To learn how to apply my insights to your business, or discuss how to promote your enterprise more effectively, do drop me a line or get an idea of some of the topic ideas here.


We are all social enterprises

I came across the book Impact: 6 Patterns to Spread Your Social Innovation by Al Etmanski while in Vancouver earlier this year. In fact I was fortunate to able to attend the book’s unlaunch event which ensured my trip started on a high.

It’s called an unlaunch I imagined, as rather than a traditional book event, Al bought in five guests who can demonstrated their own ways of making impact on Planet Earth. The rock stars of the social innovation world! 

I love the term ‘making impact’. I’ve only just started hearing people in Vancouver (Canada?) using the term ‘social enterprise’, a phrase that has never rocked my world. I believe every business – every human being – has a duty to help the next person and a badge to say that we are that way inclined is unnecessary. Indeed, many of the best social businesses are not official – they just quietly do good things for the community or environment.

So, back to the unlaunch event, I’m a hard one to inspire – I’ve been on the planet for so long that it’s rare for me to hear a new idea - I scour books/articles/events to keep trying! But I was inspired at Impact 6 and glad to have a copy of the book to continue to refresh my learning. 

There is an early reminder that every small thing I do can grow and have a worthwhile impact and this is what stays with me. Each one of us can have an impact. By doing the smallest thing, that gets repeated by others, we can indeed change the world. Read on....*

Social Innovation is both a destination and a journey

The book focusses on the two years Al undertook with his wife Vicky to explore social innovation. They made many friends along the way but as important, they changed the their approach to their social innovation work. They’d received ‘an advanced course in letting it go’.

Al and Vicky co-founded PLAN in 1989, which describes itself as a ‘social enterprise that doesn’t rely on government grants’. This is a refreshing change from organisations that call themselves social enterprises in the UK who’s first port of call these days seems to be ‘what can we get for free?’. As someone who has been self-employed for over ten years, applying for ‘funding’ or ‘grants’ does not make an enterprise by any stretch of the imagination.

I enjoyed hearing the phrase ‘passionate amateurs’ at the event too; people who are constantly working to make things better.  Indeed, there are two purposes to being human; to love and to create.

Pop the oxygen mask on yourself first.png

Of course some organisations have the opportunity to do good work if they get some government funding, but that’s a third sector organisation, rather than a business. To be an enterprise, they would need to find other streams of revenue too.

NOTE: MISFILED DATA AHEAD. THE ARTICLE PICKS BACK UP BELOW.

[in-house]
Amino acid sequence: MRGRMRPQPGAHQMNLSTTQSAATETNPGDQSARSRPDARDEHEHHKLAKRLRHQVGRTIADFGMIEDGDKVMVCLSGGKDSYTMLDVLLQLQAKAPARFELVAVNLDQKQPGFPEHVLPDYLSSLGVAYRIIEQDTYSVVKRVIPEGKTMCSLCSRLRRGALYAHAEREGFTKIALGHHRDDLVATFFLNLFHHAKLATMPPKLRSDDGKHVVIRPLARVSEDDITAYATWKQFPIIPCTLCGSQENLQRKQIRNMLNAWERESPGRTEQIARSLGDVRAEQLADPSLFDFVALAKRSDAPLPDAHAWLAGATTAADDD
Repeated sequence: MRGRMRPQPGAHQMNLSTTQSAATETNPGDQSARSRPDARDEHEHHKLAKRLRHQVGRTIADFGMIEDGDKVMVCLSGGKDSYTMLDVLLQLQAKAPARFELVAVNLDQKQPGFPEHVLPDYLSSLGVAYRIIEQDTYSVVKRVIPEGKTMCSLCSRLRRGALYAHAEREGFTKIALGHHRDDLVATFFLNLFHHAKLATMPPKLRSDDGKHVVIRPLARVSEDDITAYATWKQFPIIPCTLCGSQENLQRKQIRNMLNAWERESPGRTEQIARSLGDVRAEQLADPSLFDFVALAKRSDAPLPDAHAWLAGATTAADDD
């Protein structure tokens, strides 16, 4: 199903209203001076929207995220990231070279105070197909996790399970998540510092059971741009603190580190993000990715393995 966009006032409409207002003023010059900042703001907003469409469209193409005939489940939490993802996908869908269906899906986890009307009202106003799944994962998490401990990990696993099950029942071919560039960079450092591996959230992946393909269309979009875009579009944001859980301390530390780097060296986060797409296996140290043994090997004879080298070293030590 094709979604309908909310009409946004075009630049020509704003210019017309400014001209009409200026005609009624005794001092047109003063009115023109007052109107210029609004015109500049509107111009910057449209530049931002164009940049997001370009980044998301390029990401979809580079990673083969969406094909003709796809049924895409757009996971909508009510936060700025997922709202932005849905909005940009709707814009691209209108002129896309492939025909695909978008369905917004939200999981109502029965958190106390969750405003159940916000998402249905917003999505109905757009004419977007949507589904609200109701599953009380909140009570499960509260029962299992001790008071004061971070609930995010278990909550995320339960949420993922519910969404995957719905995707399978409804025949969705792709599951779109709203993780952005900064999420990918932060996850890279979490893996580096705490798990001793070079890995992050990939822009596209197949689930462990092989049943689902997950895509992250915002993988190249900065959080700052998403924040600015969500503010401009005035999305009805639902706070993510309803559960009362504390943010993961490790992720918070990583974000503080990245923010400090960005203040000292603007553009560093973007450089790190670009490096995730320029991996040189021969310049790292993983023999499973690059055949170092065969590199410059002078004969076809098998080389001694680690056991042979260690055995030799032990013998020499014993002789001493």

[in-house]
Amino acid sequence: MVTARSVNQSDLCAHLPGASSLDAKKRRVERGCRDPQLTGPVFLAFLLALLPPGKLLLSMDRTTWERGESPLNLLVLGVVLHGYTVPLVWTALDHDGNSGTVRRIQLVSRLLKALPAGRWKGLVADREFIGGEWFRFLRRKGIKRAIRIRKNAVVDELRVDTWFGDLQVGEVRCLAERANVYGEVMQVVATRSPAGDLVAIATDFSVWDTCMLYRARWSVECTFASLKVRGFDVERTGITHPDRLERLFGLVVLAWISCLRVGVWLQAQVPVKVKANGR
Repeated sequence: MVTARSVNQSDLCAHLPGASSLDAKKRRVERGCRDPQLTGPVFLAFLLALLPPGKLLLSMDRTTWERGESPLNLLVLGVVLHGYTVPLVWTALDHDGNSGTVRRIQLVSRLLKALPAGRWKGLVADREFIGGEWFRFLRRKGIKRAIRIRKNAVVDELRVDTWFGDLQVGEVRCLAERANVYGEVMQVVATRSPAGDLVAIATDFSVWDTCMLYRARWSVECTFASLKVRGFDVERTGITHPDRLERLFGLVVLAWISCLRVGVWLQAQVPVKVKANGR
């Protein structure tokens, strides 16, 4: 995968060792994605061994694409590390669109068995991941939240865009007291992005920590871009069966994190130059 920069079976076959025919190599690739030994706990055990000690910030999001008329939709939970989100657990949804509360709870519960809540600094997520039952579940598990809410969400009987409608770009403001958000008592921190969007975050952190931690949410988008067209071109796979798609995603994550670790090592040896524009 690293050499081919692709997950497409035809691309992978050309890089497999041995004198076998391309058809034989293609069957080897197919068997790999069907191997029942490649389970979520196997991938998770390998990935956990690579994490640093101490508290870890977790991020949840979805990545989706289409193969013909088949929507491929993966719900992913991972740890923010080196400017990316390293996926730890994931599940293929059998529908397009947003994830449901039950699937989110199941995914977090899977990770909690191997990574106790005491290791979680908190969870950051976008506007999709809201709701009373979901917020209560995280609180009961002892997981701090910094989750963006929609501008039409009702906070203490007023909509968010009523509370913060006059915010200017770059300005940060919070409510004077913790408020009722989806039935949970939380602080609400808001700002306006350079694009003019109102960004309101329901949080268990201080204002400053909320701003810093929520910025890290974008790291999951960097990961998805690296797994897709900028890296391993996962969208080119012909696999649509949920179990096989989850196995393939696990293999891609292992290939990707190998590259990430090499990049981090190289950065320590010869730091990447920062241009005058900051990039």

As I always say, using the airline analogy, put the oxygen mask on yourself first, then go and save the world.

The part of the book that really intrigued me is the history lesson on Canada’s social impact.

Did you know the Women’s Institute was founded in Ontario in 1897? ‘It’s a Canadian irony that the WI is better known in the UK than Canada’ although I’d have never made the connection. Less surprisingly Greenpeace was founded in Canada, in Vancouver in fact. 

Al Etmanski likened the 12 abolitionists who met in London determined to abolish slavery (when 75% of the world’s population were either enslaved or in forced labour or serfdom. Slavery was the norm) to the daunting task of abolishing guns in the US today or ending our current dependence on fossil fuel.

It is said the Canadian book industry is the cleanest on the planet, with 75% of book publishers printing 95% of their books on environmentally sustainable paper. 

Claudia Li, the founder of Shark Truth  was at the event. This is a Vancouver group that aims to save sharks from extinction by trying to prevent people eating shark fin soup. I learn that this is a Chinese tradition, especially at weddings and celebrations so clearly it was challenge for Claudia. 8000 sharks have been saved so far.

Also there, a former premier of British Columbia, Mike Harcourt – in impact legend - who came up with, among many slogans we’re told – blue box-i-tize.

*The back story is about all the work that was done to try and encourage people to recycle and -ironically - the books that were written on the subject. Then in 1986, in Kitchener, Ontario, someone painted a box blue and people started recycling. Simple idea, put into immediate action.

That’s what I’m going to remember every time I want to change something in the world. Take that first step and the impact will grow.

Which leads me to the final lesson; The question is WHY, rather than HOW.

With grateful thanks to Van City for giving me the book.

What impact stories have you to share? Do email me or let me know via @RickieWrites

5 Easy Ice Breakers to Use at Events


If you’re in business, it’s a great idea to get out and about to meet fellow business owners. It gets you away from your desk/studio/laptop and you learn from others. Admittedly, when I started out back in 2004, it was no fun for me until I learned the following tips.

It’s so much easier now with social media so as I once wrote, use the internet to get off the internet! Here are the tips that work for me:

  1. Walk into a room smiling. Smile at everyone; the staff, the people you pass coming in just in case you see them later and everyone that's already at the event. A smile is the most inviting sign and people will gravitate towards you.
  2. Use social media to find out who you (vaguely) know that will be at the event and agree to look out for each other. Mentioning what you are wearing will help!
  3. Ask the host to introduce you to someone.